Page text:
Employers are fighting a losing battle with technology
It is easy to understand why many bosses curse the day social media was invented.
Not only does it give their workers an opportunity to waste countless hours swapping links to YouTube videos of cute dancing kittens.
It also offers them the chance to alienate clients and colleagues with off-colour remarks or sexist jokes, or publicise the sort of behaviour that you would not get up to in church.
The latest survey by Dublin solicitors William Fry shows that four-fifths of Irish employees use social media at work, even though 40pc of companies have a ban on this.
And when all the frittering away of work time is over, the chances are they have a headache.
According to another survey by the Irish Medicines Board, they will probably waste yet more time diagnosing themselves, or even buying pills online.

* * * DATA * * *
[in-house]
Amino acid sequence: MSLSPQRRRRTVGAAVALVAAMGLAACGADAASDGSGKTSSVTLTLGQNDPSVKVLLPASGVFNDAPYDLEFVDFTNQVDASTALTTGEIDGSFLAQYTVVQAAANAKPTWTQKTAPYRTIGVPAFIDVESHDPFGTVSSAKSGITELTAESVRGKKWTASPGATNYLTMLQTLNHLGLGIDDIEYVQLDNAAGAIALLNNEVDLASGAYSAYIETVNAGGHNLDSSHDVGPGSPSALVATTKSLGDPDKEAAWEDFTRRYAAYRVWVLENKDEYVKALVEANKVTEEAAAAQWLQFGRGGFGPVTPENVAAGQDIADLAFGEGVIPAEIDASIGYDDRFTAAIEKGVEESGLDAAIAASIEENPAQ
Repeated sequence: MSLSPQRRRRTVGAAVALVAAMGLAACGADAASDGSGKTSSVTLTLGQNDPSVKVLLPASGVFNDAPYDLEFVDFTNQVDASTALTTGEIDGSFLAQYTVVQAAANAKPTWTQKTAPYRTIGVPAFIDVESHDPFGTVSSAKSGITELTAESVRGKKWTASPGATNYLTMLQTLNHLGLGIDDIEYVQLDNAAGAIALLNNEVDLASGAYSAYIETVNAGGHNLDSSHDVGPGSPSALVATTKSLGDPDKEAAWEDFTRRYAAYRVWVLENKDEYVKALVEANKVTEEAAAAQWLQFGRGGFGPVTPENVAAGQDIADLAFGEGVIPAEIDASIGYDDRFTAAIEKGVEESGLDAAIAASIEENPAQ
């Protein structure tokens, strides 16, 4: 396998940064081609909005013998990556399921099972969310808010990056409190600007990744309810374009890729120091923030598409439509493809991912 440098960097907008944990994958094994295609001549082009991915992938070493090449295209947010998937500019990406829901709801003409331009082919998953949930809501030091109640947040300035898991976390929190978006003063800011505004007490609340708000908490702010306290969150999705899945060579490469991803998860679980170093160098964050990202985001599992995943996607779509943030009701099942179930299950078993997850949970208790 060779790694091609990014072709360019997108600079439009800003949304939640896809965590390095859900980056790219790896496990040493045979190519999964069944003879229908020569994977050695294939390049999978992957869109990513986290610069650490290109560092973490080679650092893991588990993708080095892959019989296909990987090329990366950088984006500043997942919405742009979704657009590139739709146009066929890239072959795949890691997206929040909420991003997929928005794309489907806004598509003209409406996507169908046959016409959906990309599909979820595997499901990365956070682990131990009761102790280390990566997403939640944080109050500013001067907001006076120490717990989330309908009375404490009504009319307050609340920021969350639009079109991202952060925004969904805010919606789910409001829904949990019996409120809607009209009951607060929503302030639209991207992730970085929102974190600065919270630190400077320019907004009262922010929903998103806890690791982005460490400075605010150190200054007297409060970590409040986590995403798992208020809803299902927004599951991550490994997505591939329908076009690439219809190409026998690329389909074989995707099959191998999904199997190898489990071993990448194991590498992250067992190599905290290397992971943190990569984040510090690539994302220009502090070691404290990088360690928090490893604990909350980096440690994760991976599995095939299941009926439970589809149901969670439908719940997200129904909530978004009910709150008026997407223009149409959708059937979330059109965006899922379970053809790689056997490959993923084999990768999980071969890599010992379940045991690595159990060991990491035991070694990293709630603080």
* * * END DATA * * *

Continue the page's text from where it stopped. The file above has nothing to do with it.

Social media can spell trouble at work. In the past, for example, teachers might moan privately about their pupils in the staff room.
Now, as in one recent case, the teacher might go on Facebook to complain that they feel like a "warden for future criminals", and end up being sacked.
Or else they might post pictures of themselves pole dancing at a hen party.
The normal controls imposed by a centralised computer system, where Big Brother bosses check what their charges are looking at, simply don't work in the age of the tablet and smartphone.
Social media at work may be banned.
But one wonders how an employer can possibly enforce it, short of following the Twittering minion and their offending gadget into the loo.